The man who called himself Aeron is a central character in my spy thriller Aeron. He is a very successful international crook. This story provides the background of his early success in international crime. And shows how he eventually earned the wrath of what we nowadays call the 1 percent.
Aeron and the 1 Percent
The young man who called himself Aeron left the Lutheran Swiss orphanage on his 15th birthday. He took with him the two and three quarter million Swiss Francs that the Dean of the orphanage had successfully swindled from “families” of the orphans placed under his expensive care. In 1996, that was a considerable amount of money, but Aeron considered it as an hors d’oeuvre, and a pretty skimpy one at that.
In his last couple of years at the orphanage Aeron had realised that the growing popularity of the internet and emails would provide an unprecedented opportunity to gather information and to use that information to make money. Time was on his side. Computer viruses had existed since the 1940’s, but defence in the form of anti-viral software wouldn’t become even remotely popular until the turn of the millennium. The first relatively popular technical book on how to set up a firewall wasn’t published until 1995. Even the word spam didn’t find a place in the Oxford Dictionary until 1998. So the ripe low fruit was dangling from the tree, just waiting to be picked.
In Aeron’s brief experience of life people in power, the priests and the Dean at the orphanage, abused that power for greed and sexual satisfaction. Since they did, it seemed to the analytical mind of a fifteen year old that all other people in power would do likewise. Even more important, they would be careless, secure in the false assumption that their power would protect them. He had no qualms in exploiting their greed. One of his friends had committed suicide rather than continue to receive the kind attentions of one of the priests.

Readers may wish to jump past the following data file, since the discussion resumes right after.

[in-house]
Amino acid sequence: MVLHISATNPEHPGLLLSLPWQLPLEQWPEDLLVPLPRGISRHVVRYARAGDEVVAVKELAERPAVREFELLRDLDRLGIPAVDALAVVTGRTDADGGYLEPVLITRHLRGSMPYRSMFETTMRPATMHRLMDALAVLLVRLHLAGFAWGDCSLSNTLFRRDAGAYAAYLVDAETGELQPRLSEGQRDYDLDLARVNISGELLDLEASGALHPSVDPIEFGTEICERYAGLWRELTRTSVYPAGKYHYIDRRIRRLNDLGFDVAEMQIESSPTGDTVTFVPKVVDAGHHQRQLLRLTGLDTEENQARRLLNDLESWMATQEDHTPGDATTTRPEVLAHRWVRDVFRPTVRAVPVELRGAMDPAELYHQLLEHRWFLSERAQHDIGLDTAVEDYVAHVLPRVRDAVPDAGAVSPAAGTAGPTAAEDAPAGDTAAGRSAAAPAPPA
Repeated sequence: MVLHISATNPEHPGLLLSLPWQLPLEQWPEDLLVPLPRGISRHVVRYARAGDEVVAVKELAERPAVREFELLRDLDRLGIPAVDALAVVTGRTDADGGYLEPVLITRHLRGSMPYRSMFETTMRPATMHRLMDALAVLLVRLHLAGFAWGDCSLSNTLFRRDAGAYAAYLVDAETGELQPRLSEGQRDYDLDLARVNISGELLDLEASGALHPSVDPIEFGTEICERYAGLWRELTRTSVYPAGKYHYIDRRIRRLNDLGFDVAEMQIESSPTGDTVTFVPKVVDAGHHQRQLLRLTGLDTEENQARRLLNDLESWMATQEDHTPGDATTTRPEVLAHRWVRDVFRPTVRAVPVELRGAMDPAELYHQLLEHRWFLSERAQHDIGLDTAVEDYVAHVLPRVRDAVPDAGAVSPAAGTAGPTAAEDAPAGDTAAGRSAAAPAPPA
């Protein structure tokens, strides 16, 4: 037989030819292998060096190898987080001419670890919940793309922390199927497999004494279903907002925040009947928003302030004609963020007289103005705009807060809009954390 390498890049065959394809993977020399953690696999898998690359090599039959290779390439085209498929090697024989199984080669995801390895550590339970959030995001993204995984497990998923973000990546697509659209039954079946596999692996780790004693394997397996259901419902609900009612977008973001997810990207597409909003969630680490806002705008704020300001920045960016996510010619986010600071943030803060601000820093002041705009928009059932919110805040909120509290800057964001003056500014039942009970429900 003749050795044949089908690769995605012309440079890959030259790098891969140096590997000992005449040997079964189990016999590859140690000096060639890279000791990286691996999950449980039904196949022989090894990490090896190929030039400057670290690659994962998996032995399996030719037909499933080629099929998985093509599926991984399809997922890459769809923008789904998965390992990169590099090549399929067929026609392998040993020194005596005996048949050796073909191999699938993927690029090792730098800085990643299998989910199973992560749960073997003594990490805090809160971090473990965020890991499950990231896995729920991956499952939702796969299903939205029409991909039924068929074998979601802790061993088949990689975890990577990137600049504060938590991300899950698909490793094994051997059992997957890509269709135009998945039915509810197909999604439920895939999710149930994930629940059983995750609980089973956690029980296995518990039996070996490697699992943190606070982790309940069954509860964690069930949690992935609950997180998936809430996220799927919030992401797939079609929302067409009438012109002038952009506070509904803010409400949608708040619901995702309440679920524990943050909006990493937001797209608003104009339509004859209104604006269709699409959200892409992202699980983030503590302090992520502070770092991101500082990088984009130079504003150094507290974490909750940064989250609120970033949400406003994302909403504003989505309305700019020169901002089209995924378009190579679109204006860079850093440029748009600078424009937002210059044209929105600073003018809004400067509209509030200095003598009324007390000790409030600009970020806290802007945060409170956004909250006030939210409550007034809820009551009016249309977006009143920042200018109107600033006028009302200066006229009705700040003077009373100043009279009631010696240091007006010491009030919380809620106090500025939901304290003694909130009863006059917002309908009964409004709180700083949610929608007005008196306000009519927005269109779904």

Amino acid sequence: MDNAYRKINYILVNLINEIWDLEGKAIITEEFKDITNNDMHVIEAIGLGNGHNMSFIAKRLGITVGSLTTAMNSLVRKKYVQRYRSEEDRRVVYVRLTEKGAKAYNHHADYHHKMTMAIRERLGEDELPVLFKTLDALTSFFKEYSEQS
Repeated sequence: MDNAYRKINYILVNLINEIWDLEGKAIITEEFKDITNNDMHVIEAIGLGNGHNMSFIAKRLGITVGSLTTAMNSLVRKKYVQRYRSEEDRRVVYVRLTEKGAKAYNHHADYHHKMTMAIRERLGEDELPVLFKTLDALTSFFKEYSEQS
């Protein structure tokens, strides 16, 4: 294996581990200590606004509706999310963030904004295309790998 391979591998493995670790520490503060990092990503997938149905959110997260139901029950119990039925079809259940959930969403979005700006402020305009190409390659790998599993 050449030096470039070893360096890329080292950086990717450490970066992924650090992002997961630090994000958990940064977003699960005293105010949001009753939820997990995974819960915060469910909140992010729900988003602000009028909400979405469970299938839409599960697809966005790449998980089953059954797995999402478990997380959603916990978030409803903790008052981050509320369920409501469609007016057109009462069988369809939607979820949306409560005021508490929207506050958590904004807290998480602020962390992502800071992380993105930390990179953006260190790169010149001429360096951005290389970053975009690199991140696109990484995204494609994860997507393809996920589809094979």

So in the year that Microsoft and AOL entered the email market, Aeron made his first investment in the world of super computers. His intention was to build an enormous data base with as much information as possible about people in power anywhere. The overall plan was simple: find a person’s weakness and exploit that to enhance what would otherwise be legitimate business decisions. The first step was to design and set up the database structure. He chose a fast computer since he suspected that there be no shortage of information.
The second step was to hone up his hacking skills. Not that these were by any means trivial even then. But he needed to be able to easily hack into any number of individual computers and to use those to launch the more detailed hack at a particular target.
The third was to learn how to disappear.
Bribes and Sexual Favours
Aeron never ceased to be amazed at how otherwise intelligent men and women would not only take bribes and sexual favours wherever they could find them, but also keep notes, emails or digital images that totally implicated them. The closer he looked, the more it became obvious that the Profumo/Keeler scandal of the 1960’s was really quite tame compared with what seemed normal practice of the 1990’s.
He did not confine himself to politicians. Those in middle and top management in business were just as profligate, and their data were to prove just as useful. It was all based on blackmail of course, but the trick was to only sting people once. Or if more than once, to wait quite a long time and preferably to use a different piece of information on the second occasion.
Over time, his data base grew and his income grew even faster. The more money he had, the greater any particular piece of insider trading or other investment could be. And since they rarely failed, the greater were the profits. Within five years he was a billionaire.
The 1 percent
As his experience grew, Aeron realised that there were other very rich people who were doing something very similar. Whether by blackmail or not, they were using their influence on politicians to make huge profits. And so he began what was a much more dangerous game. He started hacking what are now called the 1 percent. Where they invested, he invested. When they were likely to secure a large munitions sale or other business deal, he bought and sold their shares appropriately.
Eventually they began to notice the pattern. Well before he turned thirty, Aeron had attracted the attention of the Third Group. And that could well prove deadly, if they could only find him.